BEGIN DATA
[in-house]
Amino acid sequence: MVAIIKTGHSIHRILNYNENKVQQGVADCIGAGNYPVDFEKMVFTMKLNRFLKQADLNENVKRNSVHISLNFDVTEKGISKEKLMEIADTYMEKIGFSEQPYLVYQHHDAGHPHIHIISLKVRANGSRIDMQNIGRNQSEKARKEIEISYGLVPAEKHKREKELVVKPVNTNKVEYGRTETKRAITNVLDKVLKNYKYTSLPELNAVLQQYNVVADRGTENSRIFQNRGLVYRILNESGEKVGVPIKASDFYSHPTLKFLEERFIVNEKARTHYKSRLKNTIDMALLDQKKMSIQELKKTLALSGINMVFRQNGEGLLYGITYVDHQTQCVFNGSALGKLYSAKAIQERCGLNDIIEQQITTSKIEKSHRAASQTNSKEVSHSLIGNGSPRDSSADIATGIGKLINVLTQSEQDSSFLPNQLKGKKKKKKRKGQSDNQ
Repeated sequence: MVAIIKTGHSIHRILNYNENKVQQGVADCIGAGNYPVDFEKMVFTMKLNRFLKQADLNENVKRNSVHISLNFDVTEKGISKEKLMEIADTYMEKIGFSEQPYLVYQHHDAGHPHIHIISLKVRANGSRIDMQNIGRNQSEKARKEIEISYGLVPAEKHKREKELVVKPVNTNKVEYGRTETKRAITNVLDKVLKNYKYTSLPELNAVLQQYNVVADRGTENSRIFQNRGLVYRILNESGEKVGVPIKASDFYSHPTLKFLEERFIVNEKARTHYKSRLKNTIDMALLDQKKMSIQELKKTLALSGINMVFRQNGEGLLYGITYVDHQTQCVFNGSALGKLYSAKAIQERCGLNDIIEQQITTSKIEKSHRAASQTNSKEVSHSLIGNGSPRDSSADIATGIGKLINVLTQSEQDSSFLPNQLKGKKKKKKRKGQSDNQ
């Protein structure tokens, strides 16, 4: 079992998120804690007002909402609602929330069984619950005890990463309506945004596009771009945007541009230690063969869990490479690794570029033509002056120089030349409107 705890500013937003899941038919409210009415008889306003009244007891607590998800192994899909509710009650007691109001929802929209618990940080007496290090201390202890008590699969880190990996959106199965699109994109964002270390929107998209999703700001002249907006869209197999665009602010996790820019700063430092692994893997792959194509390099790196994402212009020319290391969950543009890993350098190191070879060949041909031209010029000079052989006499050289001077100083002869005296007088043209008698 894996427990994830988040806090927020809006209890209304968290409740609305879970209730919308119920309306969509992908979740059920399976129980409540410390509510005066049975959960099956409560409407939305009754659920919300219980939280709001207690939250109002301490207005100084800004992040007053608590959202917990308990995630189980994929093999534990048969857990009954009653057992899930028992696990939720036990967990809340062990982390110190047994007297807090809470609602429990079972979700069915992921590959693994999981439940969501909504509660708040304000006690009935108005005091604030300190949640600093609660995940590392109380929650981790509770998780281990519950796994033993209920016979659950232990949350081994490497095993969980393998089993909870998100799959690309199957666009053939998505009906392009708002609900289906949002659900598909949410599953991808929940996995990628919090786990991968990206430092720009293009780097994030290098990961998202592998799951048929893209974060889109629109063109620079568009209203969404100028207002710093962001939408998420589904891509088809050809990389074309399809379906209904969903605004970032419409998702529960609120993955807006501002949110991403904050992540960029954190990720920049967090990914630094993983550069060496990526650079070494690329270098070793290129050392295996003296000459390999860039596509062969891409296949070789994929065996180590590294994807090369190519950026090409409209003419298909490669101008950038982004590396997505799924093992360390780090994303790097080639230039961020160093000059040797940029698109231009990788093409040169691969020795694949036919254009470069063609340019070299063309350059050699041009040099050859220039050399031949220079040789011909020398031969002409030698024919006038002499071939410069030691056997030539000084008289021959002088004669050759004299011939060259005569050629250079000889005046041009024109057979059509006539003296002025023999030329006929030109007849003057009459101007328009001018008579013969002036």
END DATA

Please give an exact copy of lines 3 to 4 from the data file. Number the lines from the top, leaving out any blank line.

Repeated sequence: MVAIIKTGHSIHRILNYNENKVQQGVADCIGAGNYPVDFEKMVFTMKLNRFLKQADLNENVKRNSVHISLNFDVTEKGISKEKLMEIADTYMEKIGFSEQPYLVYQHHDAGHPHIHIISLKVRANGSRIDMQNIGRNQSEKARKEIEISYGLVPAEKHKREKELVVKPVNTNKVEYGRTETKRAITNVLDKVLKNYKYTSLPELNAVLQQYNVVADRGTENSRIFQNRGLVYRILNESGEKVGVPIKASDFYSHPTLKFLEERFIVNEKARTHYKSRLKNTIDMALLDQKKMSIQELKKTLALSGINMVFRQNGEGLLYGITYVDHQTQCVFNGSALGKLYSAKAIQERCGLNDIIEQQITTSKIEKSHRAASQTNSKEVSHSLIGNGSPRDSSADIATGIGKLINVLTQSEQDSSFLPNQLKGKKKKKKRKGQSDNQ
């Protein structure tokens, strides 16, 4: 079992998120804690007002909402609602929330069984619950005890990463309506945004596009771009945007541009230690063969869990490479690794570029033509002056120089030349409107 705890500013937003899941038919409210009415008889306003009244007891607590998800192994899909509710009650007691109001929802929209618990940080007496290090201390202890008590699969880190990996959106199965699109994109964002270390929107998209999703700001002249907006869209197999665009602010996790820019700063430092692994893997792959194509390099790196994402212009020319290391969950543009890993350098190191070879060949041909031209010029000079052989006499050289001077100083002869005296007088043209008698 894996427990994830988040806090927020809006209890209304968290409740609305879970209730919308119920309306969509992908979740059920399976129980409540410390509510005066049975959960099956409560409407939305009754659920919300219980939280709001207690939250109002301490207005100084800004992040007053608590959202917990308990995630189980994929093999534990048969857990009954009653057992899930028992696990939720036990967990809340062990982390110190047994007297807090809470609602429990079972979700069915992921590959693994999981439940969501909504509660708040304000006690009935108005005091604030300190949640600093609660995940590392109380929650981790509770998780281990519950796994033993209920016979659950232990949350081994490497095993969980393998089993909870998100799959690309199957666009053939998505009906392009708002609900289906949002659900598909949410599953991808929940996995990628919090786990991968990206430092720009293009780097994030290098990961998202592998799951048929893209974060889109629109063109620079568009209203969404100028207002710093962001939408998420589904891509088809050809990389074309399809379906209904969903605004970032419409998702529960609120993955807006501002949110991403904050992540960029954190990720920049967090990914630094993983550069060496990526650079070494690329270098070793290129050392295996003296000459390999860039596509062969891409296949070789994929065996180590590294994807090369190519950026090409409209003419298909490669101008950038982004590396997505799924093992360390780090994303790097080639230039961020160093000059040797940029698109231009990788093409040169691969020795694949036919254009470069063609340019070299063309350059050699041009040099050859220039050399031949220079040789011909020398031969002409030698024919006038002499071939410069030691056997030539000084008289021959002088004669050759004299011939060259005569050629250079000889005046041009024109057979059509006539003296002025023999030329006929030109007849003057009459101007328009001018008579013969002036």